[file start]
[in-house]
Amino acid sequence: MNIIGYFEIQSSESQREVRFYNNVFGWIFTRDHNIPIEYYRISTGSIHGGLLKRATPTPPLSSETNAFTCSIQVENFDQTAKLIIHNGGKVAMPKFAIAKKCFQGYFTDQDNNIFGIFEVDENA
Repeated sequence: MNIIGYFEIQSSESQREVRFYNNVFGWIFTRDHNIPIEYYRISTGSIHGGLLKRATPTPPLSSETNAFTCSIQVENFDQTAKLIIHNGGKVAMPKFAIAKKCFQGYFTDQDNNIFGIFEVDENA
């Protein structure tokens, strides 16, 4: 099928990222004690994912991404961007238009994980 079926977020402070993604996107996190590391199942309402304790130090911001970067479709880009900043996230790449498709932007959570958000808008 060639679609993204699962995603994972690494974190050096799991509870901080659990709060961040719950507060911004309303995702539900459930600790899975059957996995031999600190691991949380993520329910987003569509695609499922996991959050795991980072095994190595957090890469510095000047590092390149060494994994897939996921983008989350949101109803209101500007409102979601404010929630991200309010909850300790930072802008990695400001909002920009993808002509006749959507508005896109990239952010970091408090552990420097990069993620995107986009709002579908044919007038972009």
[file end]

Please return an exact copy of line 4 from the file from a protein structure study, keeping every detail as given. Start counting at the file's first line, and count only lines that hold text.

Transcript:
């Protein structure tokens, strides 16, 4: 099928990222004690994912991404961007238009994980 079926977020402070993604996107996190590391199942309402304790130090911001970067479709880009900043996230790449498709932007959570958000808008 060639679609993204699962995603994972690494974190050096799991509870901080659990709060961040719950507060911004309303995702539900459930600790899975059957996995031999600190691991949380993520329910987003569509695609499922996991959050795991980072095994190595957090890469510095000047590092390149060494994994897939996921983008989350949101109803209101500007409102979601404010929630991200309010909850300790930072802008990695400001909002920009993808002509006749959507508005896109990239952010970091408090552990420097990069993620995107986009709002579908044919007038972009």